Gordon Ramsay is world's third highest paid chef – For more hospitality stories, see what the weekend papers say

08 September 2008
Gordon Ramsay is world's third highest paid chef – For more hospitality stories, see what the weekend papers say

Gordon Ramsay is world's third highest paid chef
His earnings of around £4m a year have propelled Gordon RamsayRead the full article in The Times >>

Whitbread sales boosted by growing demand for budget hotels
Whitbread's Premier Inn budget hotel chain has benefited from the increased trend for business guests to downgrade to cheaper accommodation. Sales for the budget chain, which is scheduled to have 570 hotels operating across Britain by the end of the year, have risen by 10.2% in the six months to 14 August, helping to boost Whitbread's overall sales by 7% for the same period. Business travelers now account for 60% of Premier Inn's revenue, which has helped push up the average revenue per room by 5.8%. While Whitbread's pub restaurant business, including Brewers Fayre, Table Table and Beefeater, reported sales up by 4.4%, the company's Costa Coffee outlets saw a slow down in like-for-like sales at 3.7%, compared with 6% in the first quarter. - 5 September. Read the full article in The Times >>

Costa Coffee hopes redesign and drive-through cafés will drive-up business Costa Coffee is creating a more comfortable environment for its customers to encourage back coffee-drinkers stung by the credit crunch. The company, which is the UK's largest coffee chain with 780 stores, is introducing leather couches, more widely spaced wooden tables and low-hanging lamps to all new Costa stores and about half of all existing stores by the end of the year. While Costa is still reporting an increase in sales, there has been a slow down, resulting from the rising price of milk and coffee beans pushing up the average price of a cup of coffee. People are more likely to think £2.25 is a reasonable price to pay for a cup of coffee if they buy it in "a great environment", said the company's managing director, John Derkach. Costa's first drive-through outlet is set to open in Ashford, Kent, in October. - 5 September. Read the full article in The Financial Times >>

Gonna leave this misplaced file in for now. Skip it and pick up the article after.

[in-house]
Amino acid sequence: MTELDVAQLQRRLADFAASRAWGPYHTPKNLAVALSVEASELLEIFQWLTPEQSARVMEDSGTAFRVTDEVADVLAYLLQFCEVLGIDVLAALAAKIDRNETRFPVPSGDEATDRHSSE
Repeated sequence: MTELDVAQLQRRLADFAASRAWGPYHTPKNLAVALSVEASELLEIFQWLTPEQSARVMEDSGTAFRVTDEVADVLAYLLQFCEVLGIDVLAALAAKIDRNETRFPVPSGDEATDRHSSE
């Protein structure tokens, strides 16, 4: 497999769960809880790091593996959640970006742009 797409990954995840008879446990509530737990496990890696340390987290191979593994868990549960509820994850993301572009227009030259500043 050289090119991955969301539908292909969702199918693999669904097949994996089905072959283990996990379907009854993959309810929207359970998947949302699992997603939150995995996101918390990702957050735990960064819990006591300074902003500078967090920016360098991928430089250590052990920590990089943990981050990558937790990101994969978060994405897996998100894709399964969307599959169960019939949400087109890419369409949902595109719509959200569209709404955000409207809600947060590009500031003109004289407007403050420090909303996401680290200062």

Pub boss calls for halt on rise in beer duty
The struggling pub industry could be given a boost by a five-year suspension of beer duty increases, according to Tim Martin, chairman and co-founder of JD Wetherspoon. Martin warned that many pubs will close if the Government continues to put pressure on the industry through over-regulation. "The increase in legislation and taxes is a bigger contribution to inflation than rising oil prices," he said. "They have been going up sharply for years - in a boom everyone gets away with it, but when the tide goes out you can see who's swimming naked. It makes everyone's life harder, stifling competition and dynamism." Martin was speaking after Wetherspoon announced a fall in the company's pre-tax profits by 13% to £54m. Shares rose 7½ to 268½p. - 6 September. Read the full article in The Daily Telegraph >>

Clarissa Dickson Wright lashes out at Jamie Oliver
A row has broken out after Clarissa Dickson Wright said Jamie Oliver was a brilliant cook, but wouldn't eat in his restaurants for risk of "being poisoned". Oliver hit back, though a spokesman by saying: "Clarissa has no fear of being poisoned… because I suspect none of our restaurants would welcome her, for fear of offending the other guests." The row between the two celebrity chefs broke out in 2004 when Dickson Wright accused Oliver of selling his soul to Sainsbury's for making advertisements for the supermarket giant. Oliver has kept out of the spat - until now. - 7 September. Read the full article in The Independent on Sunday >>

Consumers should eat less meat to curb global warming People could help tackle climate change by having one meat-free day a week, says a leading United Nations scientist. Dr Rajendra Pachauri, chair of the United Nations Intergovernmental Panel on Climate Change, which last year earned a joint share of the Nobel Peace Prize, said that diet change was important because meat production accounts for nearly a fifth of global greenhouse gas emissions. It was relatively easy to change eating habits compared to changing means of transport, he added. - 7 September. Read the full article in The Observer >>

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